- Deeming rates determine eligibility for the Commonwealth Seniors Health Card (CSHC)
- National Seniors helped secure a drop in deeming rates in 2018 and again in 2020
- Self-funded retirees with ‘deemed’ income of less than $55,808 (single) or $89,290 (couples) get access to concessions via the CSHC
The Commonwealth Seniors Health Card (CSHC) gives you access to cheaper medicines and medical bulk billing, as well as several other state and federal concessions. But there are still a lot of self-funded retirees out there who don’t know they may be eligible for health and cost-of-living concessions.
If you have significant financial assets, you may believe you don’t qualify for this card but recent changes to deeming rates – which National Seniors fought hard for – could mean you’re now eligible. Read on to find out more.
Deeming rates are the rate of income the government assumes your assets have earned. This is then used to calculate your income and can affect how much of the Age Pension you receive, as well as if you qualify for government concessions.
Financial assets that may be impacted include savings accounts, term deposits, shares, managed funds, and sometimes even superannuation.
Deeming rates currently sit at 0.25% for first $53,600 of your financial assets and 2.25% for anything over $53,600.
What this means is that the government assumes you will make a return each year of 2.25% for any assets over $53,600 and 0.25% for assets valued under $53,600.
If the return you earn is higher than the deemed rates, the additional amount won’t change whether or not you will receive the Age Pension, concessions and other income support payments, but if your earning is lower, it assumes your income is higher than it actually is and you could be missing out.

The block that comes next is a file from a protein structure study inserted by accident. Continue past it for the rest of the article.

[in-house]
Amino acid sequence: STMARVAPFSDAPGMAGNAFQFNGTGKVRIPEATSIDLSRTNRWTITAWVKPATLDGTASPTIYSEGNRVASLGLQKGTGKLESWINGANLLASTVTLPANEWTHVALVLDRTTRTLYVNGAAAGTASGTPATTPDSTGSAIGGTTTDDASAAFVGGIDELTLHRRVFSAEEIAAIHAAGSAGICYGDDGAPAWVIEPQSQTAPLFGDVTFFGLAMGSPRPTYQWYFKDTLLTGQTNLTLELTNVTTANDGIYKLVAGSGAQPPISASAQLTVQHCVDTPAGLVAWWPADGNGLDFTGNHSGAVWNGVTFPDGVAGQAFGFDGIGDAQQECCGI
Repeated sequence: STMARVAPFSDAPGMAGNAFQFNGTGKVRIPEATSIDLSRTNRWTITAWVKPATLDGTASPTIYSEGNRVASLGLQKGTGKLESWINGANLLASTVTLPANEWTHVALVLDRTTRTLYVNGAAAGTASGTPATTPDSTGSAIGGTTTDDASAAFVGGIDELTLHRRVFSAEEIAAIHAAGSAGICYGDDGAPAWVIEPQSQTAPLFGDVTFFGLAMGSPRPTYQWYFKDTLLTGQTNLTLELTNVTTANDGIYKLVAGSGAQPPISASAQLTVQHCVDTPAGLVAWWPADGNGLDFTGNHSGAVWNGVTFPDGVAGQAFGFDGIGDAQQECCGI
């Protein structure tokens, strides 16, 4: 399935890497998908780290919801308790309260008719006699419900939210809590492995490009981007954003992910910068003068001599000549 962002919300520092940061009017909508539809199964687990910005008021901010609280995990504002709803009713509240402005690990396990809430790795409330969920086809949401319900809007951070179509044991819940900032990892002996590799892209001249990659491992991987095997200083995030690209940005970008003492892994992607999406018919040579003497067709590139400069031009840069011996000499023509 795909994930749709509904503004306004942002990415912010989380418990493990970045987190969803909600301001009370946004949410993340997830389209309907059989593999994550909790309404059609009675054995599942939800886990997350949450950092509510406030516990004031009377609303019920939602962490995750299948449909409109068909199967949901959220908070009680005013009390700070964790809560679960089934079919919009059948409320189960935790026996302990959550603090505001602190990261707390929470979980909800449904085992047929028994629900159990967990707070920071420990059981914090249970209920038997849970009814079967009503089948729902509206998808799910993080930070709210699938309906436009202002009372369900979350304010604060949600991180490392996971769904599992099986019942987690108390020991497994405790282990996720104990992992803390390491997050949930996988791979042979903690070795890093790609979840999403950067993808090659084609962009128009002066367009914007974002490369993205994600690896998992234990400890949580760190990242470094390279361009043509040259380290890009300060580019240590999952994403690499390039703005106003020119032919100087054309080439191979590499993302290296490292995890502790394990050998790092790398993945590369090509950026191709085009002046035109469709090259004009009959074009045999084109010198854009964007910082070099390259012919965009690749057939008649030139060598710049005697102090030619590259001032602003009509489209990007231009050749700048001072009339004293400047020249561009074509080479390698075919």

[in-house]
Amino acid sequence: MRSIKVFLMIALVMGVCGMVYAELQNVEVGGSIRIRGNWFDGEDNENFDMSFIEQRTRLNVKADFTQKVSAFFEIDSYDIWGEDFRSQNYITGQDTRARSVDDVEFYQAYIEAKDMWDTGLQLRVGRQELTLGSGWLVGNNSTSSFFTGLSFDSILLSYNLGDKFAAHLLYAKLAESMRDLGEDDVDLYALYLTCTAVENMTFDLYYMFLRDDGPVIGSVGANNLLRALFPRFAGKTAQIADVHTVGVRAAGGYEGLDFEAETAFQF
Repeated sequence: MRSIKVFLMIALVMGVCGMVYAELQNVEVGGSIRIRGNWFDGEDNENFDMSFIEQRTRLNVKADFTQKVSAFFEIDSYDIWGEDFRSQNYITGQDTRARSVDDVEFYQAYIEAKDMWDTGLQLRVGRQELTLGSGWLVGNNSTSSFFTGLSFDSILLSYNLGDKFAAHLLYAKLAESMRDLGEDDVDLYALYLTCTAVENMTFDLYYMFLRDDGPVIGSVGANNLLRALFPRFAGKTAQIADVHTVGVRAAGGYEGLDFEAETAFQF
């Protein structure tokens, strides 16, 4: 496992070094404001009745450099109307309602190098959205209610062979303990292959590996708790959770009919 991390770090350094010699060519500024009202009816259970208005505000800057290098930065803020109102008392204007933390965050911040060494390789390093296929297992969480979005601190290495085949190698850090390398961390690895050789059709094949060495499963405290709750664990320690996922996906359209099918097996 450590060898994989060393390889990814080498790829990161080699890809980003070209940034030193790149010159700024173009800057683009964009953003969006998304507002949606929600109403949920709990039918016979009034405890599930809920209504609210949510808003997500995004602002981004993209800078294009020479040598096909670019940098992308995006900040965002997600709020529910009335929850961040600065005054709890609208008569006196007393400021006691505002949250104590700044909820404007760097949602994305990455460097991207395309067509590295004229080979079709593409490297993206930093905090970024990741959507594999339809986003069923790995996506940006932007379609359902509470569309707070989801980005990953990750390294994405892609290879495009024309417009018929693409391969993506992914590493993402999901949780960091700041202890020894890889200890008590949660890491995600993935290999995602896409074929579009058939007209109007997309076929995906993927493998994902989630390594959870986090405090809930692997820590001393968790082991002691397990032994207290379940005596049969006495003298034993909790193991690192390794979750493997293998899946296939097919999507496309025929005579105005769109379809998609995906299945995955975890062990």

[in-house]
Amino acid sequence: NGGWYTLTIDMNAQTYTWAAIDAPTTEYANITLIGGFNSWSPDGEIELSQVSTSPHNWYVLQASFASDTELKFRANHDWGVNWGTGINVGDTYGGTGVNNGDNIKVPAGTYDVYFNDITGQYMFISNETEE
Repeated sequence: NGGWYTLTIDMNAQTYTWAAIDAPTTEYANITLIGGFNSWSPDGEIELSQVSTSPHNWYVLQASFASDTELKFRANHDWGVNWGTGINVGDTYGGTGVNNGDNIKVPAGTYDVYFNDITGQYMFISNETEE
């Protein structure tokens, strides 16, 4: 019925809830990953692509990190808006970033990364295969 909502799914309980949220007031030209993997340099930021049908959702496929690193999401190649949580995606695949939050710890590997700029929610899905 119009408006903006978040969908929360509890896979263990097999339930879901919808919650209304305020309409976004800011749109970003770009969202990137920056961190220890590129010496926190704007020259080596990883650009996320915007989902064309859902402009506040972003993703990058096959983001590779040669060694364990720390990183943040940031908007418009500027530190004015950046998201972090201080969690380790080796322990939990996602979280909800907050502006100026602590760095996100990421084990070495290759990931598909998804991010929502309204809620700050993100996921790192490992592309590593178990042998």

As the Reserve Bank dropped interest rates to record lows to stimulate the economy, the government held on tight to deeming rates used to estimate your income from financial assets.
It was only after concerted pressure from seniors and organisations including National Seniors, that they eventually dropped the deeming rates.
With the CSHC threshold for a single retiree sitting at $55,808, it means you can have up to $2.5 million in financial assets and get the card. For a couple, the CSHC eligibility threshold is $89,290 a year – which means they can have up to $4 million in financial assets and still get the card. This is excluding any adjusted taxable income you might have.
Department of Social Services data shows that this has resulted in an increase in the number of people who now hold a CSHC. Prior to the first drop in deeming rates, the number of card holders was about 375,000 – but since the first deeming rates change in July 2018, this has grown to around 430,000.
That means about 50,000 self-funded retirees are now eligible for basic concessions as a result of the National Seniors campaign to reduce deeming rates.
To learn more about what you’re eligible for with a CSHC (or any other concession card) take a look at the National Seniors’ Concessions Calculator.
This simple and easy-to-use tool lists a range of available benefits to make it easier to understand what concessions you are eligible for. We encourage to you to check it out and share with your friends and family so they too can make the most of their benefits.